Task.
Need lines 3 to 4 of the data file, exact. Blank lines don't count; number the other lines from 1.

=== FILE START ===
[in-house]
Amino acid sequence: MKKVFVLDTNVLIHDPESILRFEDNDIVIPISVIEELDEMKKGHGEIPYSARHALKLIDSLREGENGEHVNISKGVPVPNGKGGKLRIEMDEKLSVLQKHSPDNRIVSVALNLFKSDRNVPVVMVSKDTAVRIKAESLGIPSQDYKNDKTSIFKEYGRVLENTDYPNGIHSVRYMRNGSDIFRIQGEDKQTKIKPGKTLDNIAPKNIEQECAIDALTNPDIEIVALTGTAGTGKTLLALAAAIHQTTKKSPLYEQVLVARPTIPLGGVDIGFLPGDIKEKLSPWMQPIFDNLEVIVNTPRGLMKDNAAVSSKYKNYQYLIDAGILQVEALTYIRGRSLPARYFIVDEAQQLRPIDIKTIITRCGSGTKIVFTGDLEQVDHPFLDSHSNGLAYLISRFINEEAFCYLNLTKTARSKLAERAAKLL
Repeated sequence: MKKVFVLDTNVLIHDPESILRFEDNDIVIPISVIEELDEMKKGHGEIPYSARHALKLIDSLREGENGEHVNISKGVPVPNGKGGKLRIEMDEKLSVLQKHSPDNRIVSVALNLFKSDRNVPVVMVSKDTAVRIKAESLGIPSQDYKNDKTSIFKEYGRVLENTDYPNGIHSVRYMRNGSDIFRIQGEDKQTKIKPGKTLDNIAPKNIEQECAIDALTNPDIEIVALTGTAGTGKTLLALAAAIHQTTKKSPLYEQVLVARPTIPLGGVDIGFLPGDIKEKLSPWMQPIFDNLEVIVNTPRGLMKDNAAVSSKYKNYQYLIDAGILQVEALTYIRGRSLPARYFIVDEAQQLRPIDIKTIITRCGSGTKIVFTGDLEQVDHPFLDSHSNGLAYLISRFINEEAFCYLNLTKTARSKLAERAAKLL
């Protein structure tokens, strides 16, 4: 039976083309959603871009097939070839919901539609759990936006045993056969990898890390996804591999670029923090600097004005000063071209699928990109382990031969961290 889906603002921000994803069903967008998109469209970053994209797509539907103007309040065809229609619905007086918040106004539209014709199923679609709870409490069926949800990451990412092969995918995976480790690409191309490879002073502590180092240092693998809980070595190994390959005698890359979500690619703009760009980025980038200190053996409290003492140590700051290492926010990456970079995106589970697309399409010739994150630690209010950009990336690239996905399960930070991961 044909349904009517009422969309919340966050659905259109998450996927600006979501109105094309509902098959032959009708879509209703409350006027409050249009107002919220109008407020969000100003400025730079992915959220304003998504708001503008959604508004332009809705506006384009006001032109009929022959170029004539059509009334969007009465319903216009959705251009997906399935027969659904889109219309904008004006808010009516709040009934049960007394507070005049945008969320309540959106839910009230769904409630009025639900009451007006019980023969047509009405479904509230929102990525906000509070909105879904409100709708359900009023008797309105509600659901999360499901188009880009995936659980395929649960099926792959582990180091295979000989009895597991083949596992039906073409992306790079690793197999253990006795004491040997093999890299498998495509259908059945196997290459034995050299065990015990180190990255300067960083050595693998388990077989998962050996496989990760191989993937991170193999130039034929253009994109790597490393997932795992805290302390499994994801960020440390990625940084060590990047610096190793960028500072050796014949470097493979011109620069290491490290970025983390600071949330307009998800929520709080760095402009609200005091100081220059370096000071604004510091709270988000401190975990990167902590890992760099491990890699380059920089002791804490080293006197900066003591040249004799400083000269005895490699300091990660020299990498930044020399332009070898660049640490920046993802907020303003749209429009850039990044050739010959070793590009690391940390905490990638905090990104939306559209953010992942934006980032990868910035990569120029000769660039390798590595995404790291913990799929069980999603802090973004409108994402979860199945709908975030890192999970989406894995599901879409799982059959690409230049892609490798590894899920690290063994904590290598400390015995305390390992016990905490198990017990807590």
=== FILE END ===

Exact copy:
Repeated sequence: MKKVFVLDTNVLIHDPESILRFEDNDIVIPISVIEELDEMKKGHGEIPYSARHALKLIDSLREGENGEHVNISKGVPVPNGKGGKLRIEMDEKLSVLQKHSPDNRIVSVALNLFKSDRNVPVVMVSKDTAVRIKAESLGIPSQDYKNDKTSIFKEYGRVLENTDYPNGIHSVRYMRNGSDIFRIQGEDKQTKIKPGKTLDNIAPKNIEQECAIDALTNPDIEIVALTGTAGTGKTLLALAAAIHQTTKKSPLYEQVLVARPTIPLGGVDIGFLPGDIKEKLSPWMQPIFDNLEVIVNTPRGLMKDNAAVSSKYKNYQYLIDAGILQVEALTYIRGRSLPARYFIVDEAQQLRPIDIKTIITRCGSGTKIVFTGDLEQVDHPFLDSHSNGLAYLISRFINEEAFCYLNLTKTARSKLAERAAKLL
């Protein structure tokens, strides 16, 4: 039976083309959603871009097939070839919901539609759990936006045993056969990898890390996804591999670029923090600097004005000063071209699928990109382990031969961290 889906603002921000994803069903967008998109469209970053994209797509539907103007309040065809229609619905007086918040106004539209014709199923679609709870409490069926949800990451990412092969995918995976480790690409191309490879002073502590180092240092693998809980070595190994390959005698890359979500690619703009760009980025980038200190053996409290003492140590700051290492926010990456970079995106589970697309399409010739994150630690209010950009990336690239996905399960930070991961 044909349904009517009422969309919340966050659905259109998450996927600006979501109105094309509902098959032959009708879509209703409350006027409050249009107002919220109008407020969000100003400025730079992915959220304003998504708001503008959604508004332009809705506006384009006001032109009929022959170029004539059509009334969007009465319903216009959705251009997906399935027969659904889109219309904008004006808010009516709040009934049960007394507070005049945008969320309540959106839910009230769904409630009025639900009451007006019980023969047509009405479904509230929102990525906000509070909105879904409100709708359900009023008797309105509600659901999360499901188009880009995936659980395929649960099926792959582990180091295979000989009895597991083949596992039906073409992306790079690793197999253990006795004491040997093999890299498998495509259908059945196997290459034995050299065990015990180190990255300067960083050595693998388990077989998962050996496989990760191989993937991170193999130039034929253009994109790597490393997932795992805290302390499994994801960020440390990625940084060590990047610096190793960028500072050796014949470097493979011109620069290491490290970025983390600071949330307009998800929520709080760095402009609200005091100081220059370096000071604004510091709270988000401190975990990167902590890992760099491990890699380059920089002791804490080293006197900066003591040249004799400083000269005895490699300091990660020299990498930044020399332009070898660049640490920046993802907020303003749209429009850039990044050739010959070793590009690391940390905490990638905090990104939306559209953010992942934006980032990868910035990569120029000769660039390798590595995404790291913990799929069980999603802090973004409108994402979860199945709908975030890192999970989406894995599901879409799982059959690409230049892609490798590894899920690290063994904590290598400390015995305390390992016990905490198990017990807590």